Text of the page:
Previous Projects

Measuring and modelling of soil functions

Funding: Deutsche Forschungsgemeinschaft - DFG
Project term: 2019 - 2023

Monitoring and modelling of non-equilibrium soil water dynamics and lateral subsurface flow in hillslope soils

In well-drained, unsaturated soils, water moves predominantly vertically. Lateral flow is initiated at locations where the soil approaches water saturation and capillary forces vanish. The onset of lateral flow along impeding soil horizon boundaries and other heterogeneities in hillslopes cannot be described realistically even with spatially-distributed 3D numerical models. A process-based model concept for transient lateral flow in the unsaturated zone of hillslope soils is still missing. One major difficulty to develop such a concept is that water dynamics in field soil exhibit non-equilibrium effects and hysteresis due to structural heterogeneities. Consequently, lateral flow is triggered already at local water potentials close to zero, i.e. far before complete water saturation occurs as is commonly assumed. Another difficulty is the need for a 2D or 3D representation of the hillslope and the corresponding high demand of both data and computing power.In this project, we develop a conceptual framework to described non-equilibrium dynamics and hysteresis for 1D vertical flow in a physically consistent way. The analysis will be based on unique data sets provided by the VAMOS lysimeter system and the TERENO-SoilCan lysimeter network, which monitor water contents and matric potentials in different field soils (3D) and lysimeters (1D) since 2013.


Prof. Dr. Hans-Jörg Vogel , Dr. Horst Herbert Gerke, Dr. Thomas Wöhling


Leibniz-Zentrum für Agrarlandschaftsforschung (ZALF) e.V., Dresden University of Technology - TU Dresden

Reeks Funding: Bundesministerium für Bildung und Forschung - BMBF
Project term: since 2018

Innovative solutions for a sustainable agricultural land use in the dry steppes of Kazakhstan and southwestern Siberia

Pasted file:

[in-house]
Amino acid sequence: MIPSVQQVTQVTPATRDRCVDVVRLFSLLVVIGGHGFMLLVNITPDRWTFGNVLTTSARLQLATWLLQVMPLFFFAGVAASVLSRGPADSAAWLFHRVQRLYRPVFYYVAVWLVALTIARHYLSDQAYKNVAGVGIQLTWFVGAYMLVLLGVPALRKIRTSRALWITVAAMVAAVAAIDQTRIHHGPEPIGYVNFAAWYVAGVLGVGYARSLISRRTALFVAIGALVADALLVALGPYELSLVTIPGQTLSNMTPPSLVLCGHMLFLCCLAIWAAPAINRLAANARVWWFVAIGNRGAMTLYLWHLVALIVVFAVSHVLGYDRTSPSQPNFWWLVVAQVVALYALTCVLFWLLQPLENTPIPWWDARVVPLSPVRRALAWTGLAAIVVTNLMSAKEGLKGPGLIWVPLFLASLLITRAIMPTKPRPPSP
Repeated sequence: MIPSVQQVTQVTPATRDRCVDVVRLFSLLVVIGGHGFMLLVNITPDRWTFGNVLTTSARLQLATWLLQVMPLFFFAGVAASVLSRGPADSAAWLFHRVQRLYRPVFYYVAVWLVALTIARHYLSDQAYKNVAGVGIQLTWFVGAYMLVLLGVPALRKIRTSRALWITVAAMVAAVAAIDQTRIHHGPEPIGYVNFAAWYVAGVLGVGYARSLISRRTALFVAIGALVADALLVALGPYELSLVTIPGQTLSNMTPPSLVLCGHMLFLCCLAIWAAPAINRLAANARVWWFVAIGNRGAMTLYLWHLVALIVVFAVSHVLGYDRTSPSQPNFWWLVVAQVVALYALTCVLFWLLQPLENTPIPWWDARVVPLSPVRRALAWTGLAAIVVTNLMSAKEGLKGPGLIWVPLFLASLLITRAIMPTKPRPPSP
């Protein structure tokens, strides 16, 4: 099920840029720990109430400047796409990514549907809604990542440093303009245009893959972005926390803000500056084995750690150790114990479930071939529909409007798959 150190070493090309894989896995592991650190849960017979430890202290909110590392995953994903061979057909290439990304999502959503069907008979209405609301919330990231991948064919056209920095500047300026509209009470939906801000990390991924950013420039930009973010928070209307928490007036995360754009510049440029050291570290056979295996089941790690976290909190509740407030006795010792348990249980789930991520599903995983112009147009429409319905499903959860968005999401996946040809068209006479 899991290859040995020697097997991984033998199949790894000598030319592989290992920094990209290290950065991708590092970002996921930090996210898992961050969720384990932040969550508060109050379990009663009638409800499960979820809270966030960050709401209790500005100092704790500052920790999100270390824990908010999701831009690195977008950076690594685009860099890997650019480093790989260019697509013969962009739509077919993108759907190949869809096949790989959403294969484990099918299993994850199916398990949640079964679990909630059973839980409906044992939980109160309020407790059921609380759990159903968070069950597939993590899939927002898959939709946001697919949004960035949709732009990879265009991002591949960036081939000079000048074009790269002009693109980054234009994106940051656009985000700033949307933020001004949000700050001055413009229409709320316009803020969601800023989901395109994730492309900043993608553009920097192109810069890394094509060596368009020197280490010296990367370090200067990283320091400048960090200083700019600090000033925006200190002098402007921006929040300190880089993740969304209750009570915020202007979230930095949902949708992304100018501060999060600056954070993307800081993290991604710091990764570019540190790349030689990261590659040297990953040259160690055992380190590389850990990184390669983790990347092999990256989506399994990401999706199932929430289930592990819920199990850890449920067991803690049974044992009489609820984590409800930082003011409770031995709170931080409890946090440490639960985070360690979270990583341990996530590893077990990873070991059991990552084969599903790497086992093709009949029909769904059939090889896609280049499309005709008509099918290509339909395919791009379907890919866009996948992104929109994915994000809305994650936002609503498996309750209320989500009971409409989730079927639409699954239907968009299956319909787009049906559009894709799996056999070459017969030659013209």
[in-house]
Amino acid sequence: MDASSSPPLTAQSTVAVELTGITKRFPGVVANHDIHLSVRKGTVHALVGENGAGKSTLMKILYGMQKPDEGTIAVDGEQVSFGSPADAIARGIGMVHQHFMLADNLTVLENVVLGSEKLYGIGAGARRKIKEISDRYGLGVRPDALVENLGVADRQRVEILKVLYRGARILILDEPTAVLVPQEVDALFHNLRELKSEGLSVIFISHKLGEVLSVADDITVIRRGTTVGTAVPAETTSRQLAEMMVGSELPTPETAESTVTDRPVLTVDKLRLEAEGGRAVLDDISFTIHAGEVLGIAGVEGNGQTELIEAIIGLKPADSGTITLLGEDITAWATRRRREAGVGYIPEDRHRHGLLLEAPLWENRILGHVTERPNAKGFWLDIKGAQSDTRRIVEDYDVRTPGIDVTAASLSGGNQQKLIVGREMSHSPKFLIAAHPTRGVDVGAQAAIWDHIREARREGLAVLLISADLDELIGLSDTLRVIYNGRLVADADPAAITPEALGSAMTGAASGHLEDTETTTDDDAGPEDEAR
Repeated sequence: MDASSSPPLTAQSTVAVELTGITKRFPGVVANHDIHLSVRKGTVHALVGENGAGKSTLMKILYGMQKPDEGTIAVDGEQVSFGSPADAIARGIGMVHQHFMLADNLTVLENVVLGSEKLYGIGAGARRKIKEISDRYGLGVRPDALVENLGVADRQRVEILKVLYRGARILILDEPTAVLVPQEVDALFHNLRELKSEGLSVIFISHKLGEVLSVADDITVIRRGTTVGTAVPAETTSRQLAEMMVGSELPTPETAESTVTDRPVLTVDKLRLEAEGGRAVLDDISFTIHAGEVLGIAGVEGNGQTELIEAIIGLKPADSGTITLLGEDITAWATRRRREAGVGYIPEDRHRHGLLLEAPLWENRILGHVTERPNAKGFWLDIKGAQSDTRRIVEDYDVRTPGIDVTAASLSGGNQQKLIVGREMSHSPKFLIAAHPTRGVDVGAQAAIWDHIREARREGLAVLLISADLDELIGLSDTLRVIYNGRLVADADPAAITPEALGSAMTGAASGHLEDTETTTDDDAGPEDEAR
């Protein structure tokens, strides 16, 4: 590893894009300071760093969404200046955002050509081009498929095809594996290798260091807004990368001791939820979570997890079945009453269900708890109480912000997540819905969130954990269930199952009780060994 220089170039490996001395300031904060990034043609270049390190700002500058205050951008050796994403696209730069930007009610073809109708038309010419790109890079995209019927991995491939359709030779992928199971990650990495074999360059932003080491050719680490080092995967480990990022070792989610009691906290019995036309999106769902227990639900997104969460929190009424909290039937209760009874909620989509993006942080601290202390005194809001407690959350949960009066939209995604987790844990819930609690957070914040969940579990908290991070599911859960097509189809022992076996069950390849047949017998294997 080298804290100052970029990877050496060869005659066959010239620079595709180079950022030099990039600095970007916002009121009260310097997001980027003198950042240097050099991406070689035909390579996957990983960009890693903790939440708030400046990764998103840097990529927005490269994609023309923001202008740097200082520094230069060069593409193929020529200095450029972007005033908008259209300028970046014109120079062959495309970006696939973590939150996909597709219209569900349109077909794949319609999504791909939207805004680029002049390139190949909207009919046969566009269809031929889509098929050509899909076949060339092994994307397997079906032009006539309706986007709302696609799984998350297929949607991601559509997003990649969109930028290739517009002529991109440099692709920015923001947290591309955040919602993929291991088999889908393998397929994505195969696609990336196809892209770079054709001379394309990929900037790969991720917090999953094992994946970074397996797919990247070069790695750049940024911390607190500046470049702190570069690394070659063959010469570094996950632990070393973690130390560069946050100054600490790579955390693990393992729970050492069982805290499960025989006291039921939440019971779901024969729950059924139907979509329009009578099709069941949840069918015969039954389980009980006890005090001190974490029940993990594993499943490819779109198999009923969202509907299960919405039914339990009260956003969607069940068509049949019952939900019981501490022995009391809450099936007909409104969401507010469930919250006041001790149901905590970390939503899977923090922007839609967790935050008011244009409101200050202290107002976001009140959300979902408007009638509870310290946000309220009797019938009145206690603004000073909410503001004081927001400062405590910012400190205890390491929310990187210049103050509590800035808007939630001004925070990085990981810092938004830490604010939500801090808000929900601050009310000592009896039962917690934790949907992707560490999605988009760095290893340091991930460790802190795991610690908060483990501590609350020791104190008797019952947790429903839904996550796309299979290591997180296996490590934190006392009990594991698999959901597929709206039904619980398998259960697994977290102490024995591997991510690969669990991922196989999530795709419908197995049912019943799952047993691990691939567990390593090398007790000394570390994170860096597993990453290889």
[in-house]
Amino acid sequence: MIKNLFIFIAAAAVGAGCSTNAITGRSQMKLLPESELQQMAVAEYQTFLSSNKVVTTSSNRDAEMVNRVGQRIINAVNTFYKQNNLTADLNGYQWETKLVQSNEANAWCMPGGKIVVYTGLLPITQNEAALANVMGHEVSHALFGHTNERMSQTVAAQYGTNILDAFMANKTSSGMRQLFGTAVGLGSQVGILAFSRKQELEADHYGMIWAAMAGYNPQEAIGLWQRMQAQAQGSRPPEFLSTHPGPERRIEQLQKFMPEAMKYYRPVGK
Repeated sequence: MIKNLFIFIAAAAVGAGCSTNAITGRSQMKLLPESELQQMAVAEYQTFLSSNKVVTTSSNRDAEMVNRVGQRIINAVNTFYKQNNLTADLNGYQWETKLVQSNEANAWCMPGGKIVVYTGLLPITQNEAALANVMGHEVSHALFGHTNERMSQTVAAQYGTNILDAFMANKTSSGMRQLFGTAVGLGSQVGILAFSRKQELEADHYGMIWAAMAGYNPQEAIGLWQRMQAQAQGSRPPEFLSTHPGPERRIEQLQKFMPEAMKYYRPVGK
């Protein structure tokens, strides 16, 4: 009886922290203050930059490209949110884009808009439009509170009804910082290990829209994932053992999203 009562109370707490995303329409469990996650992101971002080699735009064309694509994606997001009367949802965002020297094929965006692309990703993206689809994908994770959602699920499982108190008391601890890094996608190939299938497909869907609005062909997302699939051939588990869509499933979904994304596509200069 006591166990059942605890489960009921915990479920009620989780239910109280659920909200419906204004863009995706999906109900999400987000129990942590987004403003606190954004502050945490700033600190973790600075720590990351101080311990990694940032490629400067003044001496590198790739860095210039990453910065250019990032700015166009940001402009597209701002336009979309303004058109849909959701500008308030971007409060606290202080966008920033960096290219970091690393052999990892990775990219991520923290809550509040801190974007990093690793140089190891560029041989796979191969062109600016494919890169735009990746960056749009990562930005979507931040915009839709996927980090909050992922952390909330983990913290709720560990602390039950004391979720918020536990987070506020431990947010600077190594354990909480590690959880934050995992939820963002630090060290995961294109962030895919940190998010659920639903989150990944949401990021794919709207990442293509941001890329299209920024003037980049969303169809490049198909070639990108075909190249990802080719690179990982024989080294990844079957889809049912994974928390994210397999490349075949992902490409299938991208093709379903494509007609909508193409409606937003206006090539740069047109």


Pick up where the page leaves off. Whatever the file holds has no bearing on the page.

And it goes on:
In the arid steppe regions of Kazakhstan and southwestern Siberia, the problems of soil degradation, climate change, and change of land use necessitates innovations for a sustainable use of agricultural resources. By a distinguished combination of research, development, and implementation, the project aims at developing innovative, sustainable, and climate-adapted agricultural concepts and to support infrastructure for an information and advisory system, based on an already perfectly established cooperation between scientists, German companies as well as local land users and other interest representatives.

SP 2 - Optimization of water supply by innovative soil management

Plant-accessible water is the limiting factor for agricultural yields in the steppe zone of Kazakhstan, especially in the light of the ongoing climate change with an increase in the mean annual temperatures along with more infrequent precipitation events in the study area. SP 2 aims at improving soil water supply to plants, e.g. by optimization of snow retention or by reducing unproductive evaporative water losses by ultra-shallow soil tillage practices. For that a novel weighable lysimeter station consisting of two gravitation lysimeters and allowing long-term online operation will be developed and implemented, and quantitative and qualitative parameters of the soil water budget will be recorded for different soil management systems. High-resolution measurements concern for example the determination of the actual evaporation. Being equipped with a multitude of atmosphere and soil, the lysimeter station of SP 2 will also serve as a basis for the recording climate change effects in the region of the Kazakh dry steppes and compared with the development in the Kulunda steppe in southwest Siberia, where another lysimeter station is running. With additional information from the analysis of plant water and nutrients uptake, efficient water management approaches for sustainable and resource saving agriculture will be developed.